It is a Sunday afternoon in September on 138th Street in Harlem. Worship services at The Abyssinian Baptist Church have ended, and throngs flow from the pews of the sanctuary into the street. Fish frying, children playing, and the young as well as the old are dancing to the sounds of Frankie Beverly & Maze's "Before I Let Go" and Silento's "Watch Me." The church and community are celebrating its annual Homecoming Celebration under the banner of #BlackJoy. The day spoke to the essence of joy we so desperately needed.
Studies show that the constant threat of violence and pressures of racial discrimination has direct correlations to disproportionate levels of stress, high blood pressure, depression, diabetes, and other preventable ailments. While black bodies are affected, the capability to "have life and life more abundantly" is also threatened. How does one experience joy in a body that is constantly under threat? We would do well to make good on Patrisse Cullors, Alicia Garza, and Opal Tometi's work by centering life. What is life without joy?
Black Joy is the work of a community coming together to create opportunities of life, love, and flourishment. It is through this effort that a community resists the constant threats of hopelessness, lovelessness, and meaninglessness. Yet, in the context of Empire, joy must be created against the powerful forces of oppression.
We can find Black Joy in the scene of Jesus turning water into wine. Jesus has been invited to attend a wedding celebration in Cana of Galilee, which is controlled by the Roman Empire. It was rare that such a party should take place in an impoverished community. The couple could not afford a luxurious wedding, so the celebration is limited to one day instead of several. During the celebration, the wine runs out. Embarrassing! Mary calls on her son to find a solution to this problem. After a few moments of contemplation, Jesus gathers the servants and offers directions for turning gallons of water into wine.
The power of this miracle is not about wine. It offers a lesson on the importance of strengthening relationships, fostering collaborative work, and sustaining spaces of joy for a community living under the threat of imperial powers.
The world of the Roman empire is not much different than life in the American Empire today. Life in Cana was hard and short. The constant demands of work life put a strain on the body, as well as familial relationships. Empires are designed to control every aspect of our lives, individually and collectively. The empire seeks to rob us of life, joy, hope and meaning. The empire tells us that Black lives don't matter. The empire builds its economy off of the labor and incarceration of black and brown bodies are dispensable. Empires separate and destroy relationships between parents and children. Empires pump millions into some schools, and give pennies to others. Love does not matter in the empire. Family does not matter in the empire. Hope does not matter in the empire. Joy does not matter in the empire.
Yes, this Life is plagued by poverty, family stress, police brutality, a pipeline that funnels children from the cradle to for-profit prisons, mass incarceration, unfair hiring practices, stress on the job that causes depression. Black children are not allowed to be children, and so it follows that a police officer with a gun considers black teenagers in bikinis and trunks as a threat. We are not safe in the street, nor the sanctuary. Our children are not safe at pool parties, and our grandparents are not safe in prayer meeting. We are not safe in our skin. We have no wine.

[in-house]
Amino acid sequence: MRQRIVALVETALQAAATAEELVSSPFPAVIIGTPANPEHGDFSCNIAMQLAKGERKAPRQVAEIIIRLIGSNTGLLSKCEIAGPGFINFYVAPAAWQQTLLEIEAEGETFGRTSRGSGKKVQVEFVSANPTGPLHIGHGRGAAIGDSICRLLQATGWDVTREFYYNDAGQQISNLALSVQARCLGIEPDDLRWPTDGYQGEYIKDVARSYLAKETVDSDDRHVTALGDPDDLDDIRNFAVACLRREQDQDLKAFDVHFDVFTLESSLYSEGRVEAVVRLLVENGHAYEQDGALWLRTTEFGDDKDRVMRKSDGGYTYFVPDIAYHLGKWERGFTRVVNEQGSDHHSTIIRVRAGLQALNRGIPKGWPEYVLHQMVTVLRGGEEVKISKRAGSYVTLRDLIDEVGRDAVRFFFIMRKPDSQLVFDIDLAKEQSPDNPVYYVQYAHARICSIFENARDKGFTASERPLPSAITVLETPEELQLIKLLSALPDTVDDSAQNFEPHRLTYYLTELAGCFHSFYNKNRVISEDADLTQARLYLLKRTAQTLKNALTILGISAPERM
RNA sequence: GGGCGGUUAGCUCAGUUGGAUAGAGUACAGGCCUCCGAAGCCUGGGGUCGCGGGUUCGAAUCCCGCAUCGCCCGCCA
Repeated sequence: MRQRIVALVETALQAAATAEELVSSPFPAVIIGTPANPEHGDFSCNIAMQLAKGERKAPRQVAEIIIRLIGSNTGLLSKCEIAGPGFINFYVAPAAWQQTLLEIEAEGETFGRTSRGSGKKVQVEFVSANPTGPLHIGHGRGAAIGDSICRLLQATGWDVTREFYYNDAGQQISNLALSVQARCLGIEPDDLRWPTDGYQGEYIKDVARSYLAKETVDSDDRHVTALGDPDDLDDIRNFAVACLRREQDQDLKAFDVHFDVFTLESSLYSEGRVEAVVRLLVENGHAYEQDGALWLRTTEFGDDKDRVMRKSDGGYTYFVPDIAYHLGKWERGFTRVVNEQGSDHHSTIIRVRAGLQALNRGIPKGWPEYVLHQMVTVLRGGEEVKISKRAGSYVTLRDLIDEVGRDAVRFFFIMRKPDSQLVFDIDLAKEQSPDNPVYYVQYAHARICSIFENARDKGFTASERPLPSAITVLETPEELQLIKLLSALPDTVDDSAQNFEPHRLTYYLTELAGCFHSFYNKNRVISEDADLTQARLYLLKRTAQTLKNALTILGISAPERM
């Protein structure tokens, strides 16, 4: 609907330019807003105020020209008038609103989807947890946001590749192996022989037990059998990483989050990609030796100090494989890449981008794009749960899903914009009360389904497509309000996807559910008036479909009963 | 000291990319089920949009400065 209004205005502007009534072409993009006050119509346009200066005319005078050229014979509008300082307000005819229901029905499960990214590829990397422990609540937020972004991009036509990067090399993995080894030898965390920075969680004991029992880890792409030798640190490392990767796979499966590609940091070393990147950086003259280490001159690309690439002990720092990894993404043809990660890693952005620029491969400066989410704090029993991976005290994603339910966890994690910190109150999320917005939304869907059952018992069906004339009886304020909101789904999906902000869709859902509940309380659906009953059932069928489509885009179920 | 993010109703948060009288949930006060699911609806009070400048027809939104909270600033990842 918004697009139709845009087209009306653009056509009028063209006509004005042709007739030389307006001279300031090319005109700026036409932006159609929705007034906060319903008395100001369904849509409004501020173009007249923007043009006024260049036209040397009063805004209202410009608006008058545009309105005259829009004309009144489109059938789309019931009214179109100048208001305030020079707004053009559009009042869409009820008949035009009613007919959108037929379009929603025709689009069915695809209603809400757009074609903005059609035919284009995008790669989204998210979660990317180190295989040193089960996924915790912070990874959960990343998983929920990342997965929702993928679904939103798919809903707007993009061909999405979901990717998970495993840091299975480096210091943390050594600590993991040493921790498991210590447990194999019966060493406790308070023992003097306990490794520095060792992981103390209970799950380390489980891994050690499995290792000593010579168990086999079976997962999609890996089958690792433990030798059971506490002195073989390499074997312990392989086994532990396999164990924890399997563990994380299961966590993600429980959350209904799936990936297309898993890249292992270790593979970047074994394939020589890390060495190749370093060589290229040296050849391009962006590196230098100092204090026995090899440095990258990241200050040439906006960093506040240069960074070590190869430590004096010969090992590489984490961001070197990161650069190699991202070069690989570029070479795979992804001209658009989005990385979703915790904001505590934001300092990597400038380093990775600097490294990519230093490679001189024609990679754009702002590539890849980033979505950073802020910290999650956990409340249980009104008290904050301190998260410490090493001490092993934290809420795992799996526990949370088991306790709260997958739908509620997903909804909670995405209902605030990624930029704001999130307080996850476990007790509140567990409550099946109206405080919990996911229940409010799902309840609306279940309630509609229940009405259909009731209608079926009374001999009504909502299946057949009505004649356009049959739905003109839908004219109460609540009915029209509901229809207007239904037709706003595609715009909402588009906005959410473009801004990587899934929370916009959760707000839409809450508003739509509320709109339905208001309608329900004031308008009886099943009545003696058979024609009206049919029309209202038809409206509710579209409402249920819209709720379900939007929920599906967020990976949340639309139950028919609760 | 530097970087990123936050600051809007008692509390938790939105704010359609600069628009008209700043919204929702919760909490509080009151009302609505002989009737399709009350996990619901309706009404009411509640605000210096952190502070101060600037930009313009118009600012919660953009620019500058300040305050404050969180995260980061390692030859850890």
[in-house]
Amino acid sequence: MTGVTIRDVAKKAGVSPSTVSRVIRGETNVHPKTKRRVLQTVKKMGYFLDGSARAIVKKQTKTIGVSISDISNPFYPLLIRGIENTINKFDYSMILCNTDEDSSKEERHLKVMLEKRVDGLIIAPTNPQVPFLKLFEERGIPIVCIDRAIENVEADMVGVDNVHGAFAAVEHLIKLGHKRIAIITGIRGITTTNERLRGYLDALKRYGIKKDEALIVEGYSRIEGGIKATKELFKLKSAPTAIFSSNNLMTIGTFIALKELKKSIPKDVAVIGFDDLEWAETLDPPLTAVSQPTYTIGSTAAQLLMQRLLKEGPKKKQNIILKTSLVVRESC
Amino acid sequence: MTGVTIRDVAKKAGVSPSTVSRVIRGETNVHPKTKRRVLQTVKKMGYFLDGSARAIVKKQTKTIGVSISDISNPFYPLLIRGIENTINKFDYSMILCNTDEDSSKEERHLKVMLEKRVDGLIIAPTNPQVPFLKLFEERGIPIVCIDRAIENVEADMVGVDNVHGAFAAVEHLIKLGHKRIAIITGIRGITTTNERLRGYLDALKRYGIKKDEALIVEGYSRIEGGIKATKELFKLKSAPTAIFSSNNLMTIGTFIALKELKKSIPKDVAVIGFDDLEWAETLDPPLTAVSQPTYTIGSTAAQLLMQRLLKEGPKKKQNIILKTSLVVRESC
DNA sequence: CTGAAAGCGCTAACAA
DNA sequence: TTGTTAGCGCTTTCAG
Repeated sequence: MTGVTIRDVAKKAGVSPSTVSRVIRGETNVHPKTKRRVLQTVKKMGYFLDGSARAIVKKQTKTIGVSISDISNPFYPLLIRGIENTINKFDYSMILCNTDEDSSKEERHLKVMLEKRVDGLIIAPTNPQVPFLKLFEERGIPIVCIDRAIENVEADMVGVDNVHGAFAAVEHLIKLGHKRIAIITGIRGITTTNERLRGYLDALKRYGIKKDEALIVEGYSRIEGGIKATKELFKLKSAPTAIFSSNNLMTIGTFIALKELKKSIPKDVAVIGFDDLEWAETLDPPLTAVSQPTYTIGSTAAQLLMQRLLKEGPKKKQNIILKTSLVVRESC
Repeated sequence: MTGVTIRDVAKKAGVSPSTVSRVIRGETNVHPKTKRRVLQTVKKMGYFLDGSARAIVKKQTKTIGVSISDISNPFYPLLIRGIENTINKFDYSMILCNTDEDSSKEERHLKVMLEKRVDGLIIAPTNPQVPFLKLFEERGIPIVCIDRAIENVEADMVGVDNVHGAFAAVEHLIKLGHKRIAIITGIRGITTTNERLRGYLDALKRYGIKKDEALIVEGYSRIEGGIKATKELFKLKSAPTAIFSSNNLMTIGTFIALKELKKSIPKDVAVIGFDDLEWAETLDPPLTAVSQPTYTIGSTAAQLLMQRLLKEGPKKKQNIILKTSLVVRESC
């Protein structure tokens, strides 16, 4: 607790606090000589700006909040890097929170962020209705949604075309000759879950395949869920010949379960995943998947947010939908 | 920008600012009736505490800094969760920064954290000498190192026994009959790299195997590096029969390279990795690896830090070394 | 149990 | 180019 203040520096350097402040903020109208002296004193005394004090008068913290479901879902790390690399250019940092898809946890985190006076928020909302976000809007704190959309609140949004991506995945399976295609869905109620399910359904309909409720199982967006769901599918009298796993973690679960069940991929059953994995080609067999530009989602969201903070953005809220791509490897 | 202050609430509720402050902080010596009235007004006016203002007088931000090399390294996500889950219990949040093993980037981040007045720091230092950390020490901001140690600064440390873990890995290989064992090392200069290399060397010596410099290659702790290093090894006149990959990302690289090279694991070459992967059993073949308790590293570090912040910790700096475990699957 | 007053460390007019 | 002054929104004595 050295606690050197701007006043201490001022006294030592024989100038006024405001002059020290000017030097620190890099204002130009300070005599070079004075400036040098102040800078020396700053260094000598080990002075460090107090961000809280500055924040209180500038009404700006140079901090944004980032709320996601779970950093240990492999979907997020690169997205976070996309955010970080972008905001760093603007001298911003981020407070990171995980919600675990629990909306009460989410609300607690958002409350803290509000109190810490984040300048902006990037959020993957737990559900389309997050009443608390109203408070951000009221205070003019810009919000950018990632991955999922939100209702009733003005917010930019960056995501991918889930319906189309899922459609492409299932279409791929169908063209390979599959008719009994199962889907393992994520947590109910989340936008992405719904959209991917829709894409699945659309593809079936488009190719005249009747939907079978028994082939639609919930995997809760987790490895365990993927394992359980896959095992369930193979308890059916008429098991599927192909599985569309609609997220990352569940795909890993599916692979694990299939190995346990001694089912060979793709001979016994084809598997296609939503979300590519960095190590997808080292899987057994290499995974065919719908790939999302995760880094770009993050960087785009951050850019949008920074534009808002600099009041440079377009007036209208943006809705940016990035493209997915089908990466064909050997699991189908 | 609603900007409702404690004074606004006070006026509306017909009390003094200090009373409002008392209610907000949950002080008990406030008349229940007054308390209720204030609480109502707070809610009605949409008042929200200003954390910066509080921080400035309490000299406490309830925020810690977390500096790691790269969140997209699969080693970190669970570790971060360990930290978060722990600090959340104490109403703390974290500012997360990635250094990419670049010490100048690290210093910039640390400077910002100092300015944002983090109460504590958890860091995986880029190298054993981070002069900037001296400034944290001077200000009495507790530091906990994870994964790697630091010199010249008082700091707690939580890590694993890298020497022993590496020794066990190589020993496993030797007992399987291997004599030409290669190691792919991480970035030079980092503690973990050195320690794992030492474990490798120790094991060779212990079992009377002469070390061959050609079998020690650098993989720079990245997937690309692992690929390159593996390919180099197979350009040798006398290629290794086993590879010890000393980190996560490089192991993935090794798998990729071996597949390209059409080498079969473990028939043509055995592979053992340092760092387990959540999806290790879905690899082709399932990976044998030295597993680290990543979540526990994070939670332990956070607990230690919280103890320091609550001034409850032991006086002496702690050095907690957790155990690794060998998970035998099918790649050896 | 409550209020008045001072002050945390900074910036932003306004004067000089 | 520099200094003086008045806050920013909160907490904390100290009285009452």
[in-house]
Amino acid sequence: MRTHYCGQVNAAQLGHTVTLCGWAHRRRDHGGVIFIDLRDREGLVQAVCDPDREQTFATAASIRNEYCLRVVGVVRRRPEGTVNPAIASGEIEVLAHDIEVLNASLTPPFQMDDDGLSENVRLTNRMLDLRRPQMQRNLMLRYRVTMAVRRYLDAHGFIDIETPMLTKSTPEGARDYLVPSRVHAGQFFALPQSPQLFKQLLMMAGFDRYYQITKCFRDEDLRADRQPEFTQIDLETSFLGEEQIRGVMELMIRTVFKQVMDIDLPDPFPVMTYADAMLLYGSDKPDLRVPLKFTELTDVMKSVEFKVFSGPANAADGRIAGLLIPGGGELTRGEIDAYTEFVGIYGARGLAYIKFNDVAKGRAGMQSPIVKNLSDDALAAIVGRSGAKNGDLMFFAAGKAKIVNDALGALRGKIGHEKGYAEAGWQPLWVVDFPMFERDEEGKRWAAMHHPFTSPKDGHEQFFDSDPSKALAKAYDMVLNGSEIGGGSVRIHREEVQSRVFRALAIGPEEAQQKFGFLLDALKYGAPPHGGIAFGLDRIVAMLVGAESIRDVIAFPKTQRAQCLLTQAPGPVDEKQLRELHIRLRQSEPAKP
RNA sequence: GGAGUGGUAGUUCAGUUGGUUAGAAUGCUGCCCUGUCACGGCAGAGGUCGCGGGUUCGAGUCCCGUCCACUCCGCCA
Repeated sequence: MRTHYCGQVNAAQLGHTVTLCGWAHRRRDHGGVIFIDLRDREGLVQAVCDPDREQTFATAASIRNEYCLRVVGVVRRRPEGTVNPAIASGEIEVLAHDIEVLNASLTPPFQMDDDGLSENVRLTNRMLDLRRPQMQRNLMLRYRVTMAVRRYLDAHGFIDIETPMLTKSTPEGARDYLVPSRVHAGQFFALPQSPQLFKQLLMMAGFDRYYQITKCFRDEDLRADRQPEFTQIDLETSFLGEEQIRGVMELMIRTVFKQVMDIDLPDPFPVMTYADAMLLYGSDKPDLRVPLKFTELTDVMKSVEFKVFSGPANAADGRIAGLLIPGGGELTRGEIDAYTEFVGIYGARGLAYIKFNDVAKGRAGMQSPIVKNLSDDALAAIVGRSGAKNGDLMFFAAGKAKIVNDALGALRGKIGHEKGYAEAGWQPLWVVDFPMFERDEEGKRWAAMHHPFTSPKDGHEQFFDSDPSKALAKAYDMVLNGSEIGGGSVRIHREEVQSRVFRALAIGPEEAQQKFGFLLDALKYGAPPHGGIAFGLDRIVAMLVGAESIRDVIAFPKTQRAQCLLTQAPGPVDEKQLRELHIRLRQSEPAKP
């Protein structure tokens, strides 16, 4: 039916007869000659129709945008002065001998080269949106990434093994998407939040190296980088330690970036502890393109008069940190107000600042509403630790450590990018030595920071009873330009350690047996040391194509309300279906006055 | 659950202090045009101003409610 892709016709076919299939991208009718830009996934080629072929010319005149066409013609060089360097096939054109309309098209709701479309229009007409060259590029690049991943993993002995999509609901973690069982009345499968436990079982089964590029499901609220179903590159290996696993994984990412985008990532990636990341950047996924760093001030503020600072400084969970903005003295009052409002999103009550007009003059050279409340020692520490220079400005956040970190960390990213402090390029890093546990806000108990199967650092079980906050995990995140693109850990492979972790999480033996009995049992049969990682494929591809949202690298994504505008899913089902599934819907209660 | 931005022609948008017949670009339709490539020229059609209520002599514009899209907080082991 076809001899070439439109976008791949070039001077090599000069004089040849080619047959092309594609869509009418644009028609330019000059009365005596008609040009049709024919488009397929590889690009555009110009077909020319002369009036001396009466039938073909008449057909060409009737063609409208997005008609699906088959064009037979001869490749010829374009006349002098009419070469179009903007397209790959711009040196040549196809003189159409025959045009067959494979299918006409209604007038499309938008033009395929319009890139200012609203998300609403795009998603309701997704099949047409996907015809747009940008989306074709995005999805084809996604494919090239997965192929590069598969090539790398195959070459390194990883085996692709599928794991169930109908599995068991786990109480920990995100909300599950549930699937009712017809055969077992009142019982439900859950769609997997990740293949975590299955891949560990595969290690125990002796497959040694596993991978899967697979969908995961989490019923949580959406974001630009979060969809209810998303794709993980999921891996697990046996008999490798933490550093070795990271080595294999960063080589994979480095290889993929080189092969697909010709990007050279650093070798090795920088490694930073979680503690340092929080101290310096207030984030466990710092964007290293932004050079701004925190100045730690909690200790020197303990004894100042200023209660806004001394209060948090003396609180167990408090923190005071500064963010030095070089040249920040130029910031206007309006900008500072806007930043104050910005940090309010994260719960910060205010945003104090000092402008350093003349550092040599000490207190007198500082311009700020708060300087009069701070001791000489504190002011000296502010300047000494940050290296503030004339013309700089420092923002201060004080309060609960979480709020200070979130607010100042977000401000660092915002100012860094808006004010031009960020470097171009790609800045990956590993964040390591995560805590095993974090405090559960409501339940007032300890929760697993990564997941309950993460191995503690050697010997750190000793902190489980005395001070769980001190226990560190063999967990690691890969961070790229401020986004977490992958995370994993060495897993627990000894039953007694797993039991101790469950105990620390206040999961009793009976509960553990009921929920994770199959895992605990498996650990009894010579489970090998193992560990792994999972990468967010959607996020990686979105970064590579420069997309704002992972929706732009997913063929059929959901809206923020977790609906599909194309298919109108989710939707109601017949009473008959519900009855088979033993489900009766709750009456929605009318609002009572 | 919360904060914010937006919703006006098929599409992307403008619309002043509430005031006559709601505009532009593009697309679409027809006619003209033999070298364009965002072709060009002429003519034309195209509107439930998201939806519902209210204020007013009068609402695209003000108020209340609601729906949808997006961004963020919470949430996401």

Collaborate & Create
Black people have always carved out spaces of joy in the context of oppression. Many of the customs and cultural expressions of the black community were created out of the deep need to celebrate life in the face of social threats. For instance, the custom of jumping the broom was a West African tradition that was used during slavery to mark the transition into marriage, when formal weddings were outlawed. The soulful music of the New Orleans Jazz tradition was birthed when young people living in poverty discovered the discarded civil war instruments. Hip-Hop was birthed at the corner of Sedgwick Avenue and Cedar Avenue in the Bronx when DJ Kool Herc hot wired his speaker system to a street light pole. When the wine runs out, it must be created. This is what we do.
It's time to take our joy seriously
As a minister serving in an urban church made up of hard working congregants, I watch people become overwhelmed. The Abyssinian Homecoming Block Party is our refusal to lose sight of the most important things in life: family, faith, and good times. The constant demands of our work and protest places a strain on the body, the spirit, and the family. As we continue to protest and fight to create a better world for our children, it is just as important for us to strengthen our community through intentional effort to enjoy life with one another. Joy need not distract us from the real world. Black Joy, as Jesus demonstrates, creates opportunity for healing fellowship. No place is perfect, but Joy makes life sweeter.
The work of Black Joy is found in the simple moments of everyday life. It is mentoring a child, and celebrating their achievements and accomplishments. The work of Black joy is taking time to plan family reunions and brunch parties. It is pausing to catch up with the neighbor next door, catching up in the fellowship hall, and making sure that the only time you see your family is not at a funeral. Black Joy is a good shout in E flat; it's the war cry. Black Joy is a two step on the dance floor. Black Joy is us living to love, and loving to live. Black Joy is a necessity and our resistance. Black Joy is our strength. May it reside within us so we can continue the fight.